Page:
- Christopher Priest (author of The Prestige, The Dream Archipelago, The Gradual, and many more)
- James Smythe (author of The Australia Trilogy, The Echo, The Explorer, and more)
- Lavie Tidhar (author of A Man Lies Dreaming, Osama and Central Station)
- Aliya Whiteley (author of The Beauty and The Arrival Of Missives)
Head over to the Kickstarter page now to help support this anthology and take advantage of backer rewards! Also be sure to share the news with your social networks.
Freshly posted yesterday, my latest review for Skiffy & Fanty
“People with disability already live in a post-apocalyptic world.” – Robert Hoge
This crowd-funded anthology of post-apocalyptic fiction showcases the theme of disabled or chronically-ill protagonists. Edited by Tsana Dolichva and Holly Kench, the collection features many Aussie female writers (though not exclusively) and names likely both familiar and new to speculative fiction readers. With all of its diversity in characters, apocalyptic setting, and featured disability/illness, Defying Doomday is remarkably consistent in tone and quality…
Read the entire review on Skiffy & Fanty here.
And the Rest of Us Wait by Corinne Duyvis
To Take Into the Air My Quiet Breath by Stephanie Gunn
Something in the Rain by Seanan McGuire
Did We Break the End of the World? by Tansy Rayner Roberts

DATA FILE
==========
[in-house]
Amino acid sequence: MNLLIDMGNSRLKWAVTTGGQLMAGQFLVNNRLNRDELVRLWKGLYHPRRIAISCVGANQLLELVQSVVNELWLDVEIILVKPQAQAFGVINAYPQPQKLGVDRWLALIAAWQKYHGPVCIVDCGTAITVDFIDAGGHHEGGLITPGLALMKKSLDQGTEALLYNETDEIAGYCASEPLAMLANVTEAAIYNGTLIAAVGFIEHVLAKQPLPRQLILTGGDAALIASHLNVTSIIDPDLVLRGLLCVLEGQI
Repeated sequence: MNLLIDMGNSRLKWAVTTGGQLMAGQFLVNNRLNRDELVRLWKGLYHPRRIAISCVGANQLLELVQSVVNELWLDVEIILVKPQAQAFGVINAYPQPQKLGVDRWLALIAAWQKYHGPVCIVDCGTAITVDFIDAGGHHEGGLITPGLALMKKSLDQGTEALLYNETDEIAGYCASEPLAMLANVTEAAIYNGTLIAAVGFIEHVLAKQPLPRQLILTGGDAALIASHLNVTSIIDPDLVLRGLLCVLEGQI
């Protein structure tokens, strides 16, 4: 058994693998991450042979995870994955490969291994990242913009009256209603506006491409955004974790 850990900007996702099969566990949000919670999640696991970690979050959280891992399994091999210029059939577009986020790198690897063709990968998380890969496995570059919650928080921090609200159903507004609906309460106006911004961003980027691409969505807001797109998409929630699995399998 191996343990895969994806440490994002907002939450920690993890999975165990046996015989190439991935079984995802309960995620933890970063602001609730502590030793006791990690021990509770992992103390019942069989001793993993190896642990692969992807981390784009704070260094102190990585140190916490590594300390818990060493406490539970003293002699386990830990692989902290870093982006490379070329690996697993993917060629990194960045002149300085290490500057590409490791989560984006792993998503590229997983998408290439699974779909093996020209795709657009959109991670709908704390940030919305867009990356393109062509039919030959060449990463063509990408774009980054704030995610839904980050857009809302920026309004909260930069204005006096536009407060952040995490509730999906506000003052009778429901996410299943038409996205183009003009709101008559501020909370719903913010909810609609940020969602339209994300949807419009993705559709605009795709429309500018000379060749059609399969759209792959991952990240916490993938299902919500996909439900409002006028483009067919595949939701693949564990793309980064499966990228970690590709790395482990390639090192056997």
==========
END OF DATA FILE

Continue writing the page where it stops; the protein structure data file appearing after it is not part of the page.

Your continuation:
In the Sky with Diamonds by Elinor Caiman Sands
Two Somebodies Go Hunting by Rivqa Rafael
Given Sufficient Desperation by Bogi Takács
Selected Afterimages of the Fading by John Chu
Five Thousand Squares by Maree Kimberley
Portobello Blind by Octavia Cade
Tea Party by Lauren E Mitchell
Giant by Thoraiya Dyer
Spider-Silk, Strong as Steel by Samantha Rich
No Shit by K Evangelista
I Will Remember You by Janet Edwards
Disclaimer: I received a free advanced reading copy of this novel from the publisher tin exchange for an honest review.
Falling in Love with Hominids
By Nalo Hopkinson
Tachyon Publications – August 2015
ISBN 9781616961992 – 240 Pages – eBook
“Message in a Bottle”
“The Smile on the Face”
“Left Foot, Right”
“A Young Candy Daughter”
“A Raggy Dog, a Shaggy Dog”
“Whose Upward Flight I Love”
“Ours is the Pretties”
“Men Sell Not Such in Any Town”
“I didn’t used to like people much.” So starts Hopkinson in the forward to her third short fiction collection, Falling in Love with Hominids. The title comes from a line by science fiction author Cordwainer Smith, whose “Instrumentality of Mankind” work Hopkinson cites as an important influence on her own writing.
“I loved his imagination, style, the poetry of his writing, his compassion. Loved his sensibility in writing about a racialized, manufactured underclass and telling some of the stories from their context.”
The stories within this collection originate from across roughly a decade span of Hopkinson’s writing career; with varied styles and themes they are absolutely unified only in their author. So then who is Hopkinson?